Pam and Allan Brown get together with old colleagues at the annual retired firefighters reunion, held at the Goonellabah fire station.
Pam and Allan Brown get together with old colleagues at the annual retired firefighters reunion, held at the Goonellabah fire station. Mireille Merlet-Shaw

Firefighters rekindle the flame

ALLAN Brown retired from firefighting 10 years ago, but he still "gets a jump" every time he hears an engine go past.

"Firefighting gets in your blood," he said yesterday as he and his wife Pam joined a group of 75 retired firefighters and their wives at the annual retired firefighters reunion, which this year was held at Goonellabah station.

The reunion lunch was a chance for firefighters to reconnect with the "family" of their fellow firies, said Lismore captain Brett Lowden.

"It does become like a big family," Capt Lowden said.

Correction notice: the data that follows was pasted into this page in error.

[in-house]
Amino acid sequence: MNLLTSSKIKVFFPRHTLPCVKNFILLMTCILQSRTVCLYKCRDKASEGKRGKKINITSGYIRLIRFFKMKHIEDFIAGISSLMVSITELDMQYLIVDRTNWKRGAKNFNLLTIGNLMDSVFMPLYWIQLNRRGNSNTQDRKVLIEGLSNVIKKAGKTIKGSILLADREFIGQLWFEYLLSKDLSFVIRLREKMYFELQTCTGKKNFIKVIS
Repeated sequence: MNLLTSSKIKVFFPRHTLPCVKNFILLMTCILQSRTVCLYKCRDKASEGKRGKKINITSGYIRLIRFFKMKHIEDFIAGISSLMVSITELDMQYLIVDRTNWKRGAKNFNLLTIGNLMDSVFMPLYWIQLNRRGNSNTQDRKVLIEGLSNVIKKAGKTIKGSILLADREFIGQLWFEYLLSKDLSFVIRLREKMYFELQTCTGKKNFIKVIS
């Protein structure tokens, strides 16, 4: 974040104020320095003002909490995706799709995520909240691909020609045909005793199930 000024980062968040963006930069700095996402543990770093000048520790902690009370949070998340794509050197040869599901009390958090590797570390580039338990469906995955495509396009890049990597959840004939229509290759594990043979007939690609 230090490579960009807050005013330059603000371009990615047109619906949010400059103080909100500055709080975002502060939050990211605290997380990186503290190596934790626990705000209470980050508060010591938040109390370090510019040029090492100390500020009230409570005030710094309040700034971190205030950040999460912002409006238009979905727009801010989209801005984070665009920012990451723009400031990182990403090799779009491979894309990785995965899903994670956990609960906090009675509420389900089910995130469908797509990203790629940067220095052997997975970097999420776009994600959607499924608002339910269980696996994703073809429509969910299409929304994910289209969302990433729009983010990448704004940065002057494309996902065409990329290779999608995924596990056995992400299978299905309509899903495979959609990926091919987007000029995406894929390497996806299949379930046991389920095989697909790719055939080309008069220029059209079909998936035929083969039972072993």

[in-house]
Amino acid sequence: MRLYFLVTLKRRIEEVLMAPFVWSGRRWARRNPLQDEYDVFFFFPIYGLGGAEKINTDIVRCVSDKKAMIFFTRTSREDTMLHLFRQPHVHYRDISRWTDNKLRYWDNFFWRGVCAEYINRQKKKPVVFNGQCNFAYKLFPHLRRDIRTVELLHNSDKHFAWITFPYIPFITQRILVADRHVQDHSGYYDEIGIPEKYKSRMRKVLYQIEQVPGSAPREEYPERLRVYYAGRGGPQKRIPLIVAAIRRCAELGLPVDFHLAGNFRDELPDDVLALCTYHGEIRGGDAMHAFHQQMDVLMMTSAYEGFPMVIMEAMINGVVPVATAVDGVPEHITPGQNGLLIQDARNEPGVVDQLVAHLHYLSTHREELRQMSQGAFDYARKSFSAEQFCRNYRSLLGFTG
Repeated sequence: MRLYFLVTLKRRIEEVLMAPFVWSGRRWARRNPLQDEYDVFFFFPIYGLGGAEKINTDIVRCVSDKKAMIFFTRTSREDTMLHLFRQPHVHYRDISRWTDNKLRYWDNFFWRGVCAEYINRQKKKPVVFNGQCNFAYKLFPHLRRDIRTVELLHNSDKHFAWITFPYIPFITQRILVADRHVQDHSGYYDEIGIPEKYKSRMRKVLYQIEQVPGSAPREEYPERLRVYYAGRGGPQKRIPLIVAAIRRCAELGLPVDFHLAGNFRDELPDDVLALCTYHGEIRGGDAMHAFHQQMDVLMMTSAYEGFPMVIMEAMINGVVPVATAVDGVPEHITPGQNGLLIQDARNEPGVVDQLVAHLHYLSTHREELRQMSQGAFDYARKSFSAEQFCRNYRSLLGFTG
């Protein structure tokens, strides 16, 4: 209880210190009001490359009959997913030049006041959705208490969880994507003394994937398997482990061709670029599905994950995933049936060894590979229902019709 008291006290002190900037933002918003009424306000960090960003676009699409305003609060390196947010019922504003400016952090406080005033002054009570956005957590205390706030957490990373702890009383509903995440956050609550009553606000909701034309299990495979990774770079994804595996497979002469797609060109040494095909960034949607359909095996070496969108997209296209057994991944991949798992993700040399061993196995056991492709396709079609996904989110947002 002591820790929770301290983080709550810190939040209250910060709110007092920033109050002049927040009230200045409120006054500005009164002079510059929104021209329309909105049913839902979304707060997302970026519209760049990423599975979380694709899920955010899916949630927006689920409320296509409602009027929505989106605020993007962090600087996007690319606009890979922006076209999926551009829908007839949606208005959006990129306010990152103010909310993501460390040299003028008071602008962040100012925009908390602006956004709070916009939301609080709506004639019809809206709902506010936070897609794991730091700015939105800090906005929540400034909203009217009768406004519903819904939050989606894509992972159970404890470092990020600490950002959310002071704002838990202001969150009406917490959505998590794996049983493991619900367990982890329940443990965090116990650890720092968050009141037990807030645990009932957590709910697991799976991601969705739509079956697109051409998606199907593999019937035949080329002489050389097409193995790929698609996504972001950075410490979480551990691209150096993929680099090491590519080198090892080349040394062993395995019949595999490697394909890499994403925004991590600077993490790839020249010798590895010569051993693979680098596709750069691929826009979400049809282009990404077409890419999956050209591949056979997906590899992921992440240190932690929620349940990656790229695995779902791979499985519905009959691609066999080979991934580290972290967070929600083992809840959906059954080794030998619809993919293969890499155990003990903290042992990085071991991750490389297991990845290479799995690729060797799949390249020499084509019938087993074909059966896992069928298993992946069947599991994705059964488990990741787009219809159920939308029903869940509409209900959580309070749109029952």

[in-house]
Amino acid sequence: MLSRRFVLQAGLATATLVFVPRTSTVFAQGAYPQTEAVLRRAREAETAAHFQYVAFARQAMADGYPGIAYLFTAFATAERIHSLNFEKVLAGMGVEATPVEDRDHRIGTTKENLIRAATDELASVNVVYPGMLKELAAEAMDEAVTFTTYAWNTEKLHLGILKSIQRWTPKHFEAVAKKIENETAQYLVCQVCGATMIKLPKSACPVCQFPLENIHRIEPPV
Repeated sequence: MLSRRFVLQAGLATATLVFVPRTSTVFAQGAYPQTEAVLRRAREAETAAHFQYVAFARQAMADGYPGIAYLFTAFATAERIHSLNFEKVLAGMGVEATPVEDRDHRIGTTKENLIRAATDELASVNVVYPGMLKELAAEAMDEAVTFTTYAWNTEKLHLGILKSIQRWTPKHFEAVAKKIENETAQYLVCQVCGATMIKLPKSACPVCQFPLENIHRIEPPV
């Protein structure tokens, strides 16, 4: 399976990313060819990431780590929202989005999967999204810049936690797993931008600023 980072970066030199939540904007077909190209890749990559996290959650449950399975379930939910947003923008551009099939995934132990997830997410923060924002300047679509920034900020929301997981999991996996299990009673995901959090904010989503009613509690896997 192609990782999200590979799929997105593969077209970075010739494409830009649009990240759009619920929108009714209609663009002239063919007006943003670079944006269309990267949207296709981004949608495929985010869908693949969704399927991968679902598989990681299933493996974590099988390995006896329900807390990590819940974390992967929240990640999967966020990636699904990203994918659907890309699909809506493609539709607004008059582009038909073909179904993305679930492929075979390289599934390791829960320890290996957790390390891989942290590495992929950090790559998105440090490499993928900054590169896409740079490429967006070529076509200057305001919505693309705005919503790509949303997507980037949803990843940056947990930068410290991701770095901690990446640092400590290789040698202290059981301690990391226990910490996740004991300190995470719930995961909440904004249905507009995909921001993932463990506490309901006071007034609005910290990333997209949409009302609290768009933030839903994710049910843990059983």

"You're relying on your mates in the brigade and they can understand what you've experienced.

"The reunion lunch is a chance to reconnect and talk."

The bonds that connect firefighters are crucial to keeping each other safe, in and out of fires, Mr Brown said.

"When you are at a fire you have to rely on each other, you have to have each other's backs," he said.

"And when you get back from a job there would be days when you'd have to pick your mates up when they were down."

The reunion lunch was also attended by many wives of retired firefighters who were the psychological support back in the day when no official counselling or debriefing was offered to firies after traumatic jobs.

"Sometimes I still have flashbacks," Mr Brown said.

"My wife would be my counsellor. I'd get home at 3am and she'd be there for me."

"I'd worry about him every time he went out ... we wouldn't know where they were going," Mrs Brown said.

"And when he got home I'd let him talk about it."

Despite the tough aspects of the job, the retired firies agreed it had been the best job they'd done.

John Drew, 83, of Lismore, had been a firey for 42 years, including 12 years as Lismore captain.

"I joined when I was 16, even though it was illegal to at that age, and I'd get paid two shillings an hour," Mr Drew said.

While the equipment and methods had changed dramatically over the years, some things remained the same, Mr Drew said: "All your mates were good fellas."



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